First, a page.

Purveyor of Bollocks to the Crowned Heads of Europe
Saturday, 1 August 2015
The church at Broadwell was packed for Colin's send-off, and I was the only one wearing a black tie. I thought it was a funeral, but it turned out to be a thanksgiving service. Colin himself was not in attendance.
Everyone looked up to the rafters when they went in, expecting to see flocks of swallows in rows, because speakers were twittering out birdsong on Colin's request. He designed the whole affair himself, obviously this side of the pearly gates.
I waited for a shotgun blast from the sound system - he spent the first half of his adult life shooting birds - but it never came.
He had more grandchildren than I remembered, and they have grown up into very pretty young women. I remember them as gawky and rather plain looking kids, but they now really look the part, and the part is being the most influential family in the area. His daughter married the man who inherited the village with the title, and is now a Baroness. She really looks the part as well, but then she always did.
Colin was a quiet Christian ("I don't bother God that much..."), so the service had a lot of hymns and prayers between the above covers, and the vicar was a classic huntin', shootin' and fishin' one, with mutton-chop whiskers. He explained that Colin insisted on including the now un-pc verse of 'All things bright and beautiful' - The rich man in his castle, the poor man at his gate... - because he thought it would make us laugh, given the exalted position to which his daughter had been elevated. He took great delight in pretending to sneer at people waiting for busses as he drove past them in his beaten-up old Ford.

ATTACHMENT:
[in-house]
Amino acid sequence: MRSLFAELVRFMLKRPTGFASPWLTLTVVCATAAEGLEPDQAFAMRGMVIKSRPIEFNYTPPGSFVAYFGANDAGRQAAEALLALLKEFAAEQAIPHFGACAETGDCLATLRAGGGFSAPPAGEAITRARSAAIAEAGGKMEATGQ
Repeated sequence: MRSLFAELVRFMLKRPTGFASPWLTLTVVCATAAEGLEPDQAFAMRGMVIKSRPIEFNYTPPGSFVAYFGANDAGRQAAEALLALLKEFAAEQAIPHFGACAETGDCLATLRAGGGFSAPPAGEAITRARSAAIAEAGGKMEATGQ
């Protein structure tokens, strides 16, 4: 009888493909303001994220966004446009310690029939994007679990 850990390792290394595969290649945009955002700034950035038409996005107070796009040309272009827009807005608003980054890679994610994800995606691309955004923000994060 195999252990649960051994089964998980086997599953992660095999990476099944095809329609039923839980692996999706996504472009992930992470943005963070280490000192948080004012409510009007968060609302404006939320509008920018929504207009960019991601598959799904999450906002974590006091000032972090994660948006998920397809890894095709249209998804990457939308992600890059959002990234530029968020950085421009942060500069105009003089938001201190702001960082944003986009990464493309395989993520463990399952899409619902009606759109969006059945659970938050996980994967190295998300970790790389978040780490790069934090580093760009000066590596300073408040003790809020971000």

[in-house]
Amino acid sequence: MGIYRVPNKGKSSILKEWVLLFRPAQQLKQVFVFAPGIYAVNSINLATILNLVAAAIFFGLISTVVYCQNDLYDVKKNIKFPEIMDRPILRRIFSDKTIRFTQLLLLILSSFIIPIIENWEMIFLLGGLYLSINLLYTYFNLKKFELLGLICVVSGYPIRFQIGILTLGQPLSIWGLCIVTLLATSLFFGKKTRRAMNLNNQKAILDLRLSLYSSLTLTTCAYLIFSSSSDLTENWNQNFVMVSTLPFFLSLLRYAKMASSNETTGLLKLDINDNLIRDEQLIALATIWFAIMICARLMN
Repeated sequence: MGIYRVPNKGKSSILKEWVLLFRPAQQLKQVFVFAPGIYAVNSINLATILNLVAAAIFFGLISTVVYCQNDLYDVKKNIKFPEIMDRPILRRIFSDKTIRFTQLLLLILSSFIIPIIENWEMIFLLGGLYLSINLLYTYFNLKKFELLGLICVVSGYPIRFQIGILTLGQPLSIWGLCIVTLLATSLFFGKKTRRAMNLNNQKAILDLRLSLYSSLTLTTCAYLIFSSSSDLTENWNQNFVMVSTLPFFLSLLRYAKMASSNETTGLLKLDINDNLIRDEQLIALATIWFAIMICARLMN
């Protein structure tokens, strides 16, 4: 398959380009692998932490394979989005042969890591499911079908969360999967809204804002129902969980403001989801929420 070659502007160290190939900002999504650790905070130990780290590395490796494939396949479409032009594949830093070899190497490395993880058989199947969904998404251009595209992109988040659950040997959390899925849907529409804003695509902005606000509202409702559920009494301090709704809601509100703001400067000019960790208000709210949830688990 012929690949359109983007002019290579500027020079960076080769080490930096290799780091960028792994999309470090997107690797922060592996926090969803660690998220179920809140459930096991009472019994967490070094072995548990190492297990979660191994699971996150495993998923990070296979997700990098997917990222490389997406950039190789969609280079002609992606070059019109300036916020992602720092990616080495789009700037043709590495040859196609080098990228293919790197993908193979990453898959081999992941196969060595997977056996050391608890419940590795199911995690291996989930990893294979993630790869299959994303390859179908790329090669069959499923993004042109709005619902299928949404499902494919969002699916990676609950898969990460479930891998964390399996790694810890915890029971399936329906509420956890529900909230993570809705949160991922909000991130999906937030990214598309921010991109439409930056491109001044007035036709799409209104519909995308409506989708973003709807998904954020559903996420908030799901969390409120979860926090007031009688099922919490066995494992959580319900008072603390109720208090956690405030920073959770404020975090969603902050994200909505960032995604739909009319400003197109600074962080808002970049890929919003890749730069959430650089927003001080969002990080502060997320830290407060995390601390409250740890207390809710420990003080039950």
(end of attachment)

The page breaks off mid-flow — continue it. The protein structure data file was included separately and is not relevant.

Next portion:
Colin's son - a six-foot six, strapping ex-army officer (This is my little son...) gave a very funny address which included stories of his late dad's exploits from the 1950s onwards. Most of them alluded to practical jokes of such outrageous illegality involving policemen, that I am amazed he was never imprisoned for some of them.
I remember that when 'Hooray Henrys' were prevalent in the 1980s, Colin was deeply worried that his boy was turning into a prime and shameful example of an extreme one, which he was until the army knocked it out of him.
Colin, his son explained, took him to one side one day, and said, "It is about time that one of us grew up, and it's not going to be me."
We all piled back into the massive Victorian country house after the thanksgiving and stood about on the terrace from which three counties can be seen stretching across the horizon.
When Colin gave me a guided tour of the place, he said, "It's a rather dull house really, but it is perfectly adequate. The Ballroom can be very useful."